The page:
Victor Davies' "Mennonite Piano Concerto"

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Victor Davies' "Mennonite Piano Concerto"

Post by Lance » Fri May 26, 2006 12:29 am

There must be something in the air because I've been deeply attracted to lesser-known piano concertos of late.

Victor Davies was born in Winnipeg, Manitoba, Canada in 1939. Here's a composer who gives melody and expression to most of the works I've heard of his so far, two CDs on the Campion label. American-trained (Indiana University, one of the best schools in the country for music) his Piano Concerto No. 1, called the "Mennonite Piano Concerto," was composed in 1975, commissioned by the Fast Foundation to mark the 450th anniversary of the founding of the Mennonite faith. Victor Davies draws his inspiration from myriad sources: jazz, rock, pop, and, of course, classical. For this work, Davies utilizes a number of hymns and church tunes that will be immediately recognizeable or familiar to you. But it's all melded together so well—35 minutes in three movements!—you will be nothing if not completely entertained and enriched.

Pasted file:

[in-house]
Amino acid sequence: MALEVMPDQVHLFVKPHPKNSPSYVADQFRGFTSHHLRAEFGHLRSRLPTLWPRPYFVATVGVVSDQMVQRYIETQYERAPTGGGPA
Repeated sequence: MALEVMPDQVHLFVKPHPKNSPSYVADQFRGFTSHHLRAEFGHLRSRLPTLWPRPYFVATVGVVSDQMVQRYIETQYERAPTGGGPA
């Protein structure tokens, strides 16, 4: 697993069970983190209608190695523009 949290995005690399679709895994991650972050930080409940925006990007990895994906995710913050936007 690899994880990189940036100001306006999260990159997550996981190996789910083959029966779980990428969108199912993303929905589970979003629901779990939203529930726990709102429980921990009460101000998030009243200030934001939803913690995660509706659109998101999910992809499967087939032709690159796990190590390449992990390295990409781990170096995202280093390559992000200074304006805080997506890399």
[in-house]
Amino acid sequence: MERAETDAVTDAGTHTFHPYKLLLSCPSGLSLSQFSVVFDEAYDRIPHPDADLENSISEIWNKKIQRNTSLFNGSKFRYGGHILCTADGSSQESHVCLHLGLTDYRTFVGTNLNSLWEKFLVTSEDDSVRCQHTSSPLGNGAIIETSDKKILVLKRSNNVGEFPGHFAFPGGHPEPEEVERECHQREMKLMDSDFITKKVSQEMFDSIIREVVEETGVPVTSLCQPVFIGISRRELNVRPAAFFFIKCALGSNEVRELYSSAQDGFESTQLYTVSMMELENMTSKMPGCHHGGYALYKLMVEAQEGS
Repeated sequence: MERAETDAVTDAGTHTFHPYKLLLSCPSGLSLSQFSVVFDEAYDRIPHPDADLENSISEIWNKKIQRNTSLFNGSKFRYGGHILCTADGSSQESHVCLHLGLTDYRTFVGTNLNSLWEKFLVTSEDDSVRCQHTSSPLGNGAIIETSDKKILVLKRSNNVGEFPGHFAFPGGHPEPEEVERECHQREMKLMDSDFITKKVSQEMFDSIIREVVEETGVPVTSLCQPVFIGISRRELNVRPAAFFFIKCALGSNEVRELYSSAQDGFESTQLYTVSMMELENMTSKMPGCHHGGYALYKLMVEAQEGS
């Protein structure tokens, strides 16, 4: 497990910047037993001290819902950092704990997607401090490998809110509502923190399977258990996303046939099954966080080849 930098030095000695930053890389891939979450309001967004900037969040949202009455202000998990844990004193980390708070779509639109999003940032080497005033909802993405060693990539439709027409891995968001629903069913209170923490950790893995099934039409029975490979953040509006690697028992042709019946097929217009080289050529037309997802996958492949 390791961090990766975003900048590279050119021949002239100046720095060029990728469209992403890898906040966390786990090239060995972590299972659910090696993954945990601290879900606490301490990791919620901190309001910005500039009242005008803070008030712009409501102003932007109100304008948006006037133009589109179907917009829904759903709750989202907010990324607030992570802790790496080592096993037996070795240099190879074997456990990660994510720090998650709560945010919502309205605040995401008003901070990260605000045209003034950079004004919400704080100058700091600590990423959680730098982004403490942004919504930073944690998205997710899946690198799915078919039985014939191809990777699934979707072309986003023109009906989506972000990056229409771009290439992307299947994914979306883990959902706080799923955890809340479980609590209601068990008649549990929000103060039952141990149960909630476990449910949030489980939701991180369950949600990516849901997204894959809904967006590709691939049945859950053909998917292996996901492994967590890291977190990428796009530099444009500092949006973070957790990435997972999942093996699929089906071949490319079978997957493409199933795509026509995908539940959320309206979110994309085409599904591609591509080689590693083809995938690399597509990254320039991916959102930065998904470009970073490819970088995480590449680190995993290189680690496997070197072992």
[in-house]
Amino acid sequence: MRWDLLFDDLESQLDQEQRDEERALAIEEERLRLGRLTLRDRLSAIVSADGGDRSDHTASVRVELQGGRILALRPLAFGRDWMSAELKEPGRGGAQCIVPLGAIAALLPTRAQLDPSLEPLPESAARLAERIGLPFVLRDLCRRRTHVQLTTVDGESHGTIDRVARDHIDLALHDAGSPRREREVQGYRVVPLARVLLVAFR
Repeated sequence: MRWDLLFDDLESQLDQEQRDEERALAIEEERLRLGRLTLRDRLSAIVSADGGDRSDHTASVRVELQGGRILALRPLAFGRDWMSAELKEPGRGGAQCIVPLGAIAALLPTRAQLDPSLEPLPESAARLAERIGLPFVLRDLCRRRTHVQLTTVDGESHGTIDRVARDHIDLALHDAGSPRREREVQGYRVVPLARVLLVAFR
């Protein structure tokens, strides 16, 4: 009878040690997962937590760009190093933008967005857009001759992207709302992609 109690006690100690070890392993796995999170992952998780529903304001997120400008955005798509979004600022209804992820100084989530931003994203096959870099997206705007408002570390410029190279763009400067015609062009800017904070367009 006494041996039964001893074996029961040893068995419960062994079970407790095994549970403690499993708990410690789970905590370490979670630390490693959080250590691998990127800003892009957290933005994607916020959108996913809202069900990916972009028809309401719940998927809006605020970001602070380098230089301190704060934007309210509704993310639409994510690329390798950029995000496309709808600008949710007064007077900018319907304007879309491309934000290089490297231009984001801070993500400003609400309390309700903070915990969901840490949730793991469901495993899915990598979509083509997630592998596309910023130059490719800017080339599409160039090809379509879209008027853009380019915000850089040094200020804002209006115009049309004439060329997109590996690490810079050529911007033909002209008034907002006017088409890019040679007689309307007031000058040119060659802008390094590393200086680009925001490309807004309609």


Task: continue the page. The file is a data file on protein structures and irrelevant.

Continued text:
Campion Records issued the disc around 1989 [Campion RRCD 1304]. It is paired with Davies' Good Times Suite for Orchestra." I am told the CD is not in print these days. Hard to imagine since it was one of the hottest selling discs in England and elsewhere at one time. It's around used if you frequent these shops. I found one copy available on the web for £20 + shipping (expensive!).

The Mennonite Piano Concerto has as its soloist, Irmgard Baerg, a very gifted Canadian pianist who gives the work her all. The London Symphony Orchestra is conducted by celebrated conductor/composer, Boris Brott. For me, there seems to be some strange imbalance between piano and orchestra, especially at the beginning of the work. It's almost as if the engineer is playing with the gain control on the piano ... first very subdued, then well-balanced, and back-and-forth it goes. Overall, the sound is a little on the hard (brittle) side (overly-brilliant), which was a problem for compact discs in the 1980s, however, it is still eminently listenable. Besides, it's the only recording of the work ever made.

Highly, highly recommended for something quite beautiful and different in the line of piano concertos. Besides, you will discover another present-day composer who rises above many with his music.
Lance G. Hill

When she started to play, Mr. Steinway came down and personally
rubbed his name off the piano. [Speaking about pianist &*$#@+#]


Posts: 545
Joined: Sat May 31, 2003 12:56 pm

Post by Allen » Fri May 26, 2006 1:34 am

Thanks for the recommendation, Lance.

The CD is available at MDT.


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